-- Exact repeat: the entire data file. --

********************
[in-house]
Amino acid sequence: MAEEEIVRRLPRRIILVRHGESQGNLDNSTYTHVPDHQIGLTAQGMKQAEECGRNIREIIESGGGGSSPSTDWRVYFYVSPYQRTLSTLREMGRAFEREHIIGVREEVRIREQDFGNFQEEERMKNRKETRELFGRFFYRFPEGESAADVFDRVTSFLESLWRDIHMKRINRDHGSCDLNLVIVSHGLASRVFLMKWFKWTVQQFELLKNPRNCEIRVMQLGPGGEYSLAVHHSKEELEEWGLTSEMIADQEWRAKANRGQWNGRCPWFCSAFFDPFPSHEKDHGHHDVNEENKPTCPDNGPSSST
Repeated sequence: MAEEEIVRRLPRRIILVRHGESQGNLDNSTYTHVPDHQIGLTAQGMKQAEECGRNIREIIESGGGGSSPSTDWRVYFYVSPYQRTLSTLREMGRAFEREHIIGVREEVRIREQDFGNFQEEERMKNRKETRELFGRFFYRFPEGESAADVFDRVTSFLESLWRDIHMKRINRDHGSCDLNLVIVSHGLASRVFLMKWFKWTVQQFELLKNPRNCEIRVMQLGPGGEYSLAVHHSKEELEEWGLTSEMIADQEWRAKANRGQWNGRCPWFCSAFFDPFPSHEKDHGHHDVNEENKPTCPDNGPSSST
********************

[in-house]
Amino acid sequence: MAEEEIVRRLPRRIILVRHGESQGNLDNSTYTHVPDHQIGLTAQGMKQAEECGRNIREIIESGGGGSSPSTDWRVYFYVSPYQRTLSTLREMGRAFEREHIIGVREEVRIREQDFGNFQEEERMKNRKETRELFGRFFYRFPEGESAADVFDRVTSFLESLWRDIHMKRINRDHGSCDLNLVIVSHGLASRVFLMKWFKWTVQQFELLKNPRNCEIRVMQLGPGGEYSLAVHHSKEELEEWGLTSEMIADQEWRAKANRGQWNGRCPWFCSAFFDPFPSHEKDHGHHDVNEENKPTCPDNGPSSST
Repeated sequence: MAEEEIVRRLPRRIILVRHGESQGNLDNSTYTHVPDHQIGLTAQGMKQAEECGRNIREIIESGGGGSSPSTDWRVYFYVSPYQRTLSTLREMGRAFEREHIIGVREEVRIREQDFGNFQEEERMKNRKETRELFGRFFYRFPEGESAADVFDRVTSFLESLWRDIHMKRINRDHGSCDLNLVIVSHGLASRVFLMKWFKWTVQQFELLKNPRNCEIRVMQLGPGGEYSLAVHHSKEELEEWGLTSEMIADQEWRAKANRGQWNGRCPWFCSAFFDPFPSHEKDHGHHDVNEENKPTCPDNGPSSST